Exercise of maximize total contribution to profit of Smith’s, a Niagara, New YorkExample of Linear Programming - Graphical Method

Problem Data

We want to Maximize the following problem:

Objective Function
Z = 4X1 + 3X2
Subject to the following constraints

X1 + 3/4X2 280

3/2X1 + 2X2 450

X1, X2 ≥ 0

Exercise of maximize total contribution to profit of Smith’s, a Niagara, New YorkSmith’s, a Niagara, New York, clothing manufacturer that produces men’s shirts and pajamas, has two primary resources available: sewing-machine time (in the sewing department) and cutting-machine time (in the cutting department). Over the next month, owner Barbara Smith can schedule up to 280 hours of work on sewing machines and up to 450 hours of work on cutting machines. Each shirt produced requires 1.00 hour of sewing time and 1.50 hours of cutting time. Producing each pair of pajamas requires .75 hours of sewing time and 2 hours of cutting time. Smith’s accounting department analyzes cost and sales figures and states that each shirt produced will yield a $4 contribution to profit and that each pair of pajamas will yield a $3 contribution to profit. Solve the problem with graphical method.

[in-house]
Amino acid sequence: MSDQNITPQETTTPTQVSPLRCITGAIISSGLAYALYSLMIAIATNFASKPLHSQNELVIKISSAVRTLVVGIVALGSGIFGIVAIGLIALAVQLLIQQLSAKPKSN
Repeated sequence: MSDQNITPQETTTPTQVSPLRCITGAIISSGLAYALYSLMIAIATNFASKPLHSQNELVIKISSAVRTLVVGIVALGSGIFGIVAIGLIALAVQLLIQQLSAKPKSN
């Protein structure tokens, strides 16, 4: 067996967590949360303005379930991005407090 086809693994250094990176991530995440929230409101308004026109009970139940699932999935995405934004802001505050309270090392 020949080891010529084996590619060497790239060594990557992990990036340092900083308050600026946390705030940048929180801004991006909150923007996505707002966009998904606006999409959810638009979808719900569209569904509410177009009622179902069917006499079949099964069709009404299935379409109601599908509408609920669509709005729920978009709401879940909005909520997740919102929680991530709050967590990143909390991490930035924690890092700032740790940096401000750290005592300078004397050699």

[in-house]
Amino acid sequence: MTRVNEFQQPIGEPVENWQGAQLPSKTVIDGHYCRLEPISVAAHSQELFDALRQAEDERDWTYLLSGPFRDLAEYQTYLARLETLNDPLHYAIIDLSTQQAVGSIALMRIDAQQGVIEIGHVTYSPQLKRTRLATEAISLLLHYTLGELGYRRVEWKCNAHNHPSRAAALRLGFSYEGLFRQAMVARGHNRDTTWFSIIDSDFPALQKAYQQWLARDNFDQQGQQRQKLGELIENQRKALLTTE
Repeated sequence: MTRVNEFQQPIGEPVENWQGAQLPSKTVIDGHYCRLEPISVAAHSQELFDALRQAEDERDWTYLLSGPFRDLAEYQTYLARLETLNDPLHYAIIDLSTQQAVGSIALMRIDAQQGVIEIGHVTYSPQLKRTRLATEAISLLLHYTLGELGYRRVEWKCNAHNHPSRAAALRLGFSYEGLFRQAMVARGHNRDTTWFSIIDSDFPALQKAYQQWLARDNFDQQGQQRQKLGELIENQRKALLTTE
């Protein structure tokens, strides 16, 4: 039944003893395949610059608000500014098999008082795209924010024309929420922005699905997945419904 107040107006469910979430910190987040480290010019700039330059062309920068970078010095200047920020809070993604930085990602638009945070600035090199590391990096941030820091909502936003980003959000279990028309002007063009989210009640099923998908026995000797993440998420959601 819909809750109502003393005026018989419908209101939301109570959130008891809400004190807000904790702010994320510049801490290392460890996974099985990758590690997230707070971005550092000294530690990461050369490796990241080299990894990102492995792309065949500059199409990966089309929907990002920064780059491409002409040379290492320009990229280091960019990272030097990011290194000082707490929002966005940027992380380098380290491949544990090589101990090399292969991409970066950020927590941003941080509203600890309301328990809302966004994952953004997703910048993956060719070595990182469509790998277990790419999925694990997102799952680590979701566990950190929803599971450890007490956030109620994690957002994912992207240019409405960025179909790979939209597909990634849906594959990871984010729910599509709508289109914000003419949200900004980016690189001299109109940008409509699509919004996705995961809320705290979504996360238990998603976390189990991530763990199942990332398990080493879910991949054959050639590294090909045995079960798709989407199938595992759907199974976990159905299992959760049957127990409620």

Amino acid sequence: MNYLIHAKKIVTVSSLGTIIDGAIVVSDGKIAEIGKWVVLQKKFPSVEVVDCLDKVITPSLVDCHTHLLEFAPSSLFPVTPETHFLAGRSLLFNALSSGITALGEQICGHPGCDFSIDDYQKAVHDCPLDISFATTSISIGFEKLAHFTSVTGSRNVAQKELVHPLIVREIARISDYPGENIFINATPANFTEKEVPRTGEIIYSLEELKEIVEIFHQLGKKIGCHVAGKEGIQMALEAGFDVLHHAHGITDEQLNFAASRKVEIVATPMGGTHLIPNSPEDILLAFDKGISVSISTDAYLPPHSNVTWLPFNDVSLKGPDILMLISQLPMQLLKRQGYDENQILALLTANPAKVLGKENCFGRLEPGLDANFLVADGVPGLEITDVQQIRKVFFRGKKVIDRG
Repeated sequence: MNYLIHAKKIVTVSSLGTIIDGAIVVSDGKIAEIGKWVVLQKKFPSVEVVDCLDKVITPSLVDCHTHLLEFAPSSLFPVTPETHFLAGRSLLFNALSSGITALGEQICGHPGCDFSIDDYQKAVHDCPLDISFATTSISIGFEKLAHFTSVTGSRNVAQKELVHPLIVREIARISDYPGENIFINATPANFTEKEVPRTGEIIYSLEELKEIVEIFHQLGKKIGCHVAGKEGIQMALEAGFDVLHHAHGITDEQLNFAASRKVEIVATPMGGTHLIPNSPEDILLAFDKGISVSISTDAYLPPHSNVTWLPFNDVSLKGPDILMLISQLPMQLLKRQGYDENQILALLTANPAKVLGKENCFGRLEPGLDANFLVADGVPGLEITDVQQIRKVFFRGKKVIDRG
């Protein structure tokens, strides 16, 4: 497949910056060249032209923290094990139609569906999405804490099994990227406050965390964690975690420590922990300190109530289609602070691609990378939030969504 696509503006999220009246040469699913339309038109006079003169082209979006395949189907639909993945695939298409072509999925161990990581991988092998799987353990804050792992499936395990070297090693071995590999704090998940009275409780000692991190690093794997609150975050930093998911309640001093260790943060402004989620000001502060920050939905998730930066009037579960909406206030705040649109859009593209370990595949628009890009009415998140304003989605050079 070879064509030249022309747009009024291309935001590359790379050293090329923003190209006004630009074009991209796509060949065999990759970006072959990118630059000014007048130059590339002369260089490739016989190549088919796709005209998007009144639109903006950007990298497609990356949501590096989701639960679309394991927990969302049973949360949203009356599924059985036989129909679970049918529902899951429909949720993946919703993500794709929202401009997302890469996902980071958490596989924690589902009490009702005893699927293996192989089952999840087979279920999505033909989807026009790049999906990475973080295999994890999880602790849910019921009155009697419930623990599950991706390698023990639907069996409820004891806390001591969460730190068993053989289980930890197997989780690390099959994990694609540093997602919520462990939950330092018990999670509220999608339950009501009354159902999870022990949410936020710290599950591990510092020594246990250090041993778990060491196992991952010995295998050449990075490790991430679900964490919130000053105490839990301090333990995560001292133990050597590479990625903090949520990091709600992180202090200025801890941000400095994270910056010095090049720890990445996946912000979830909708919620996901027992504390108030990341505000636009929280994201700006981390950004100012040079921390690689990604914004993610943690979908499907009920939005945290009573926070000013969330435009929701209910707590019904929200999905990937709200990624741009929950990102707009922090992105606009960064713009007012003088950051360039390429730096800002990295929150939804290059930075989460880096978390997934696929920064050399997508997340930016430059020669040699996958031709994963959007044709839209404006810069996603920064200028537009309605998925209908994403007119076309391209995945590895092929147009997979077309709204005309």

To solve the problem we will calculate the feasible region which is formed by the area satisfying the set of constraints.

Below we present the detailed calculations and graphs to solve the problem:

Step 1:

Non-negativity: X1, X2 ≥ 0

The decision variables of the problem must comply with the non-negativityconstraint; that is, their values can be from 0 to plus.

In our graph, it means that the feasible region will be in the first quadrant:

Note: You can zoom the chart using the scroll wheel, as well as move the view by dragging it with the mouse.

Learn with step-by-step explanations

At PM Calculators we strive to help you overcome those tricky subjects in an easier way.


With access to our membership you will have access to 13 applications to learn projects, linear programming, statistics, among others.

What calculators are included?

  • Critical Path PERT and CPM

  • Linear Programming Methods

  • Normal Distribution

  • Break-even and more